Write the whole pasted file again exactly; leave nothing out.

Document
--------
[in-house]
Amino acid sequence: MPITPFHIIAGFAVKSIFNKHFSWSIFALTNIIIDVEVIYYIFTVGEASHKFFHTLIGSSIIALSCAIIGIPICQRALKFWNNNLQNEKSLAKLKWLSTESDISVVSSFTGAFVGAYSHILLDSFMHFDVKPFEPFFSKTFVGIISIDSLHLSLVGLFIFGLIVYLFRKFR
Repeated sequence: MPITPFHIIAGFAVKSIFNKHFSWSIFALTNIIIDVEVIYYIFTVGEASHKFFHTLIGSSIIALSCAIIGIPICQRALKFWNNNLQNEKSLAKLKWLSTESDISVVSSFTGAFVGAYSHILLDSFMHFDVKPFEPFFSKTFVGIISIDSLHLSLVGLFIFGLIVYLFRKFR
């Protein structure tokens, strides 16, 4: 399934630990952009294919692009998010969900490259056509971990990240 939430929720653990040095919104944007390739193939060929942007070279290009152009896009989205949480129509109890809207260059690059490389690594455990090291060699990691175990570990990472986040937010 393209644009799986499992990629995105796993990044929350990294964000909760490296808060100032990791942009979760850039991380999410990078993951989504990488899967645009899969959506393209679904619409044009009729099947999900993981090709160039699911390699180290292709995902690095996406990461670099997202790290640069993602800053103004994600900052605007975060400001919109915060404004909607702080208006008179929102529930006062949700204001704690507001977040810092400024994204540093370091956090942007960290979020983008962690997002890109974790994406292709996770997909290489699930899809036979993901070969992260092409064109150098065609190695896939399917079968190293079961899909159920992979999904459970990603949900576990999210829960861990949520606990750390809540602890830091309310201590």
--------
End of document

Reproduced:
[in-house]
Amino acid sequence: MPITPFHIIAGFAVKSIFNKHFSWSIFALTNIIIDVEVIYYIFTVGEASHKFFHTLIGSSIIALSCAIIGIPICQRALKFWNNNLQNEKSLAKLKWLSTESDISVVSSFTGAFVGAYSHILLDSFMHFDVKPFEPFFSKTFVGIISIDSLHLSLVGLFIFGLIVYLFRKFR
Repeated sequence: MPITPFHIIAGFAVKSIFNKHFSWSIFALTNIIIDVEVIYYIFTVGEASHKFFHTLIGSSIIALSCAIIGIPICQRALKFWNNNLQNEKSLAKLKWLSTESDISVVSSFTGAFVGAYSHILLDSFMHFDVKPFEPFFSKTFVGIISIDSLHLSLVGLFIFGLIVYLFRKFR
């Protein structure tokens, strides 16, 4: 399934630990952009294919692009998010969900490259056509971990990240 939430929720653990040095919104944007390739193939060929942007070279290009152009896009989205949480129509109890809207260059690059490389690594455990090291060699990691175990570990990472986040937010 393209644009799986499992990629995105796993990044929350990294964000909760490296808060100032990791942009979760850039991380999410990078993951989504990488899967645009899969959506393209679904619409044009009729099947999900993981090709160039699911390699180290292709995902690095996406990461670099997202790290640069993602800053103004994600900052605007975060400001919109915060404004909607702080208006008179929102529930006062949700204001704690507001977040810092400024994204540093370091956090942007960290979020983008962690997002890109974790994406292709996770997909290489699930899809036979993901070969992260092409064109150098065609190695896939399917079968190293079961899909159920992979999904459970990603949900576990999210829960861990949520606990750390809540602890830091309310201590």